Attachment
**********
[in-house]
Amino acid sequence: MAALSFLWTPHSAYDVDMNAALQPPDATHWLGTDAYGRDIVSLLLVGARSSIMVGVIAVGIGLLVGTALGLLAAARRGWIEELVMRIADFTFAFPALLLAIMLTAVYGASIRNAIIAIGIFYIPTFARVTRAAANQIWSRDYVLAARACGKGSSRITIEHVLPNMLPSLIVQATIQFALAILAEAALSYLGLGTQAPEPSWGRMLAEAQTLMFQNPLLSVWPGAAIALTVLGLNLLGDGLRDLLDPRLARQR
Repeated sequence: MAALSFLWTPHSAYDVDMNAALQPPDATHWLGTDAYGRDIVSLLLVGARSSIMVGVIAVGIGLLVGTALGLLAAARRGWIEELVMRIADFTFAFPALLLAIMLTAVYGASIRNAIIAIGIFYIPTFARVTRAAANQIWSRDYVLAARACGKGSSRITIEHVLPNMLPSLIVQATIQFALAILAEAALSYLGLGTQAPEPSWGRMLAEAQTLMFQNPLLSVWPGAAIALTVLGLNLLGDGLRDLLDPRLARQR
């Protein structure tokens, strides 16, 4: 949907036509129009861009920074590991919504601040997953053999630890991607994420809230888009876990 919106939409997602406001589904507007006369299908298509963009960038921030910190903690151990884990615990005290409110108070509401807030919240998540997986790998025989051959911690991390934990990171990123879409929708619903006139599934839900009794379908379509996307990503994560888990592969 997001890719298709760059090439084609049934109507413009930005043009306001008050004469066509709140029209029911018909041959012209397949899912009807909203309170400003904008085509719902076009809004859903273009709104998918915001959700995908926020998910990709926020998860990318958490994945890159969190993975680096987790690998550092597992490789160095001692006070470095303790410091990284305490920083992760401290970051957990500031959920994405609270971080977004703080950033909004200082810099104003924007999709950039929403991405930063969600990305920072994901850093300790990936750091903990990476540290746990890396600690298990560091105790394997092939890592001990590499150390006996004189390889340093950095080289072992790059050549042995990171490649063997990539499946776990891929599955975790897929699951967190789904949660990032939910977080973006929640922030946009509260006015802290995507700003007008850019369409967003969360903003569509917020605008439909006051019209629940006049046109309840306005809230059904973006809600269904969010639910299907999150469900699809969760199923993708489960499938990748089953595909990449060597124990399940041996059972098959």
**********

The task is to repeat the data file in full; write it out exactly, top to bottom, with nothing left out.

[in-house]
Amino acid sequence: MAALSFLWTPHSAYDVDMNAALQPPDATHWLGTDAYGRDIVSLLLVGARSSIMVGVIAVGIGLLVGTALGLLAAARRGWIEELVMRIADFTFAFPALLLAIMLTAVYGASIRNAIIAIGIFYIPTFARVTRAAANQIWSRDYVLAARACGKGSSRITIEHVLPNMLPSLIVQATIQFALAILAEAALSYLGLGTQAPEPSWGRMLAEAQTLMFQNPLLSVWPGAAIALTVLGLNLLGDGLRDLLDPRLARQR
Repeated sequence: MAALSFLWTPHSAYDVDMNAALQPPDATHWLGTDAYGRDIVSLLLVGARSSIMVGVIAVGIGLLVGTALGLLAAARRGWIEELVMRIADFTFAFPALLLAIMLTAVYGASIRNAIIAIGIFYIPTFARVTRAAANQIWSRDYVLAARACGKGSSRITIEHVLPNMLPSLIVQATIQFALAILAEAALSYLGLGTQAPEPSWGRMLAEAQTLMFQNPLLSVWPGAAIALTVLGLNLLGDGLRDLLDPRLARQR
């Protein structure tokens, strides 16, 4: 949907036509129009861009920074590991919504601040997953053999630890991607994420809230888009876990 919106939409997602406001589904507007006369299908298509963009960038921030910190903690151990884990615990005290409110108070509401807030919240998540997986790998025989051959911690991390934990990171990123879409929708619903006139599934839900009794379908379509996307990503994560888990592969 997001890719298709760059090439084609049934109507413009930005043009306001008050004469066509709140029209029911018909041959012209397949899912009807909203309170400003904008085509719902076009809004859903273009709104998918915001959700995908926020998910990709926020998860990318958490994945890159969190993975680096987790690998550092597992490789160095001692006070470095303790410091990284305490920083992760401290970051957990500031959920994405609270971080977004703080950033909004200082810099104003924007999709950039929403991405930063969600990305920072994901850093300790990936750091903990990476540290746990890396600690298990560091105790394997092939890592001990590499150390006996004189390889340093950095080289072992790059050549042995990171490649063997990539499946776990891929599955975790897929699951967190789904949660990032939910977080973006929640922030946009509260006015802290995507700003007008850019369409967003969360903003569509917020605008439909006051019209629940006049046109309840306005809230059904973006809600269904969010639910299907999150469900699809969760199923993708489960499938990748089953595909990449060597124990399940041996059972098959």